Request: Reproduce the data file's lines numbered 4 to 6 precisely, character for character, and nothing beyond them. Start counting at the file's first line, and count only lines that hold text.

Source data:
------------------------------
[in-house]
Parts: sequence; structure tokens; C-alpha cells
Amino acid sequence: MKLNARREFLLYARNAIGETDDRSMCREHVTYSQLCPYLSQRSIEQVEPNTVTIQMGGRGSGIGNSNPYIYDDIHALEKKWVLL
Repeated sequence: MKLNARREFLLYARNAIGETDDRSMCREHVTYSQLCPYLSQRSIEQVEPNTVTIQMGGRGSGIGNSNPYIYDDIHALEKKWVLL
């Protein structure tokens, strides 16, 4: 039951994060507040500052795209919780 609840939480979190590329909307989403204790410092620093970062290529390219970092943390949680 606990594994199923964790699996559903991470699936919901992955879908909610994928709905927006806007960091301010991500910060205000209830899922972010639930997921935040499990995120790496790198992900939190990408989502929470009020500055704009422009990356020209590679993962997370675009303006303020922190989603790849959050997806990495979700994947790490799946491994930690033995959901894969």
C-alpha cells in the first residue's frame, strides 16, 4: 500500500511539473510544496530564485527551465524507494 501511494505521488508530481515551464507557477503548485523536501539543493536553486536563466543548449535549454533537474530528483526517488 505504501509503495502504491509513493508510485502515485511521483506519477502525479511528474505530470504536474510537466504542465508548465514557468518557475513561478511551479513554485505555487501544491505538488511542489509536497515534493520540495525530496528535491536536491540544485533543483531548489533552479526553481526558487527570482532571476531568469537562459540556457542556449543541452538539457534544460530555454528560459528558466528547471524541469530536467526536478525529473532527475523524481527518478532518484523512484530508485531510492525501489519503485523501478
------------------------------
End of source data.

Repeated sequence: MKLNARREFLLYARNAIGETDDRSMCREHVTYSQLCPYLSQRSIEQVEPNTVTIQMGGRGSGIGNSNPYIYDDIHALEKKWVLL
């Protein structure tokens, strides 16, 4: 039951994060507040500052795209919780 609840939480979190590329909307989403204790410092620093970062290529390219970092943390949680 606990594994199923964790699996559903991470699936919901992955879908909610994928709905927006806007960091301010991500910060205000209830899922972010639930997921935040499990995120790496790198992900939190990408989502929470009020500055704009422009990356020209590679993962997370675009303006303020922190989603790849959050997806990495979700994947790490799946491994930690033995959901894969």
C-alpha cells in the first residue's frame, strides 16, 4: 500500500511539473510544496530564485527551465524507494 501511494505521488508530481515551464507557477503548485523536501539543493536553486536563466543548449535549454533537474530528483526517488 505504501509503495502504491509513493508510485502515485511521483506519477502525479511528474505530470504536474510537466504542465508548465514557468518557475513561478511551479513554485505555487501544491505538488511542489509536497515534493520540495525530496528535491536536491540544485533543483531548489533552479526553481526558487527570482532571476531568469537562459540556457542556449543541452538539457534544460530555454528560459528558466528547471524541469530536467526536478525529473532527475523524481527518478532518484523512484530508485531510492525501489519503485523501478